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A round of local elections will take place next month in Japan, with the issues of autonomy and decentralization setting the tone. Campaigning for gubernatorial elections, including the one in Tokyo, will kick off today. A total of more than 2,370 elections, including mayoral and prefectural assembly elections, will be held on April 13 and 27.

These are the first unified local elections since the turn of the century. Three years ago, the Diet passed legislation aimed at establishing a more balanced and cooperative relationship between the central and local governments. The law has since prompted an array of local measures to bolster autonomy, such as the issuance of eco-friendly ordinances and levies of new types of tax.

Many diverse issues are at stake in the coming elections. A municipal merger is one. The main idea is to improve administrative efficiency by combining neighboring cities, towns and villages. It remains to be seen, however, whether such integration will bring the hoped-for benefits of decentralization. Residents are divided on this issue.

The coming polls are also the first since Prime Minister Junichiro Koizumi came to office in April 2001. The timing may not be good for the central government’s ruling coalition, as Mr. Koizumi’s structural-reform plans have made little progress. With the deflation-mired economy slipping back into recession, his once-popular slogans for economic revival are losing their appeal.

Public approval ratings for the Koizumi administration have followed a downward curve recently. Economically, the war in Iraq could not have come at a worse time. The outcome of local elections is a bellwether for national politics. Unfavorable results for the governing parties will embolden the opposition parties, possibly affecting the timing of Lower House dissolution and a subsequent general election.

Generally, many of the elections, including 12 gubernatorial races, stand out in a variety of ways. First, the role of political parties is declining. In the last round four years ago, many successful candidates were supported, officially or otherwise, by various parties. This time around, many are running independently; some have even rejected offers of support.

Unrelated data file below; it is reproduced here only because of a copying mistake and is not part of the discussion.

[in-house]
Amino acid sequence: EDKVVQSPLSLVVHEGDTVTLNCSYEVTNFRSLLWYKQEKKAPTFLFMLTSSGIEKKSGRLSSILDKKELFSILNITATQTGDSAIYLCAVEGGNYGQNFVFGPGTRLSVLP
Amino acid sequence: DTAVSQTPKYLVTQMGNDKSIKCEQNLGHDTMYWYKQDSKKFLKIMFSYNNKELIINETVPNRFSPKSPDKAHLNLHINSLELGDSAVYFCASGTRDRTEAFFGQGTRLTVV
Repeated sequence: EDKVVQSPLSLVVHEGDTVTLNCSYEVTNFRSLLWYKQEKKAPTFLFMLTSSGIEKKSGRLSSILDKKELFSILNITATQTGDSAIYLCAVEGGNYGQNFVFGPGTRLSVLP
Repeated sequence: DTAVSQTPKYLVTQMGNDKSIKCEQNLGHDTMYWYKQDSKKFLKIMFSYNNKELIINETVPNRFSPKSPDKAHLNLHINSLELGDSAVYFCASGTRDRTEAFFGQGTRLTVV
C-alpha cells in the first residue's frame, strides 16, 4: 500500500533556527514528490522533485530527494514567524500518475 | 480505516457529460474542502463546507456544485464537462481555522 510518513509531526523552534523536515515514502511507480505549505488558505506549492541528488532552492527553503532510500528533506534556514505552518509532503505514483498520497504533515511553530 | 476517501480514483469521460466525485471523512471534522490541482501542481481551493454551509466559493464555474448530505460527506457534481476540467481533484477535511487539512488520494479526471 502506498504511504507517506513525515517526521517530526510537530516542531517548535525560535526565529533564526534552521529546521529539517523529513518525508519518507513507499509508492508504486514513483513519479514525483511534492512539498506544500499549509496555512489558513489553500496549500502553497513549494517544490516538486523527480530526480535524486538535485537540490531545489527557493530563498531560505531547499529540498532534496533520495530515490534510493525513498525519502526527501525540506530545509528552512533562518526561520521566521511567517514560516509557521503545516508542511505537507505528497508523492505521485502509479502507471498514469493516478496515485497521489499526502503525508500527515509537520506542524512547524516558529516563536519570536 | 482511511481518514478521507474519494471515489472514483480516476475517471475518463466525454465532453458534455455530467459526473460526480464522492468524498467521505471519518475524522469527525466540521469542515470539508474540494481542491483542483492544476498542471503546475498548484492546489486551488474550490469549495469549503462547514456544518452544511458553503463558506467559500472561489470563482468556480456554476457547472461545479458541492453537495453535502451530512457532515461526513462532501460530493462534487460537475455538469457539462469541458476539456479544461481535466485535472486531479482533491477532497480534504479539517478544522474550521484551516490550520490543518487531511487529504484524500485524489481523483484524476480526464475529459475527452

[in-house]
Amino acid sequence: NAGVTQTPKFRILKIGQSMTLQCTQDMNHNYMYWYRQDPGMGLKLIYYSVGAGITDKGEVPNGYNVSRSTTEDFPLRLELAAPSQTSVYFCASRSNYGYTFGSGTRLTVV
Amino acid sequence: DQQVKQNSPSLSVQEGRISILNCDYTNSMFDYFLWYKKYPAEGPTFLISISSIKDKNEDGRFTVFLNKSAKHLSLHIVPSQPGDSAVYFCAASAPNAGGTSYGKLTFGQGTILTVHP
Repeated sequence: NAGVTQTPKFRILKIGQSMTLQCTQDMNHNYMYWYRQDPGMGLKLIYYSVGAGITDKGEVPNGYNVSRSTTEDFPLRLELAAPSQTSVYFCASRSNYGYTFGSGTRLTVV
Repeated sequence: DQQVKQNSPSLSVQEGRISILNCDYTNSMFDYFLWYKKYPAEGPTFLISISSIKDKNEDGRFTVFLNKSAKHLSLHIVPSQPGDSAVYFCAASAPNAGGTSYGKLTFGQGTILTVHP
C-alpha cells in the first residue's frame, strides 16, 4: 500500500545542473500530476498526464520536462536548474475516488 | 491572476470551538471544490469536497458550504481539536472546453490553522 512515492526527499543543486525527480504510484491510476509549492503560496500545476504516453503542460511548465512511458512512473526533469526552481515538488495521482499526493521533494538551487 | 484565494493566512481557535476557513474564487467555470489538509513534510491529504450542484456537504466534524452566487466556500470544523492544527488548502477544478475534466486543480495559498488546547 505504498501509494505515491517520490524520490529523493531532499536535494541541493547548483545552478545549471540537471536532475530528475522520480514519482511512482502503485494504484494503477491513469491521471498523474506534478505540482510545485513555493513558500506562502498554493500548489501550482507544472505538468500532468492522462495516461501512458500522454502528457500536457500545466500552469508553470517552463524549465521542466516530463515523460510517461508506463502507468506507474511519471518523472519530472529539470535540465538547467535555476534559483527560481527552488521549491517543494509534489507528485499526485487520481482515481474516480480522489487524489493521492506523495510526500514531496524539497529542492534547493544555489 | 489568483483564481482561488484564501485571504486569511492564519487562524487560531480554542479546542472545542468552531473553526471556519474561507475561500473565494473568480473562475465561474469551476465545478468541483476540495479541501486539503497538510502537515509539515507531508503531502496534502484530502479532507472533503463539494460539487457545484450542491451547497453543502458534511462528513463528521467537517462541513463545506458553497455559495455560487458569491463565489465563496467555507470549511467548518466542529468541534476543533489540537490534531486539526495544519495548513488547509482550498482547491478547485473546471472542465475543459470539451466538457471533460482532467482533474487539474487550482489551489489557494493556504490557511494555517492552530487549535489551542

Other features include strong voter opposition to multiple-term governors and mayors, support for more female candidates — running in the Tokyo race is a noted female news commentator — and wider participation by younger candidates. Also notable is a marked drop in the number of candidates backed jointly by the ruling and opposition parties. This trend is seen particularly in gubernatorial and mayoral elections. For example, only two prefectures have “straddling candidates” for governor.

The growing popularity of independent candidates is proof that political parties are losing their influence in local politics as well. One likely reason for this is the apparent inability of the Liberal Democratic Party to rid itself of money politics. It is also likely that many voters are disillusioned with the Democratic Party of Japan, the largest opposition group, which seems unable, if not unwilling, to map out a credible plan for taking the reins of power.

The waning influence of established parties also reflects the increasing authority of local government heads. This is demonstrated, for example, by increasing attempts to create new taxes, including environmental levies. In addition, plans for municipal integration and “town-building” will be key issues in many elections.

Openness in administration is also high on the list of campaign themes. Since the last round of elections, considerable progress has been made in getting governmental entities to disclose public information. Now under way or consideration are measures to introduce an evaluation system for public projects, ensure transparency in administration and promote residents’ participation in the decision-making process.

In all of this, reformist and independent governors have had pioneering roles. Also, many local government heads, determined to overcome traditional pork-barrel politics, have been trying to reflect residents’ voices directly in their policies, instead of relying on the joint support of political parties.

The drive for local initiative is expected to intensify during the election campaigns. One significant development is the trend in which candidates draw up a “manifesto,” spelling out their policies and plans in specific terms instead of just shouting vague promises and lofty slogans. Hopefully, this will put policy in the driver’s seat in the coming elections, with the primary focus on the interests of residents.

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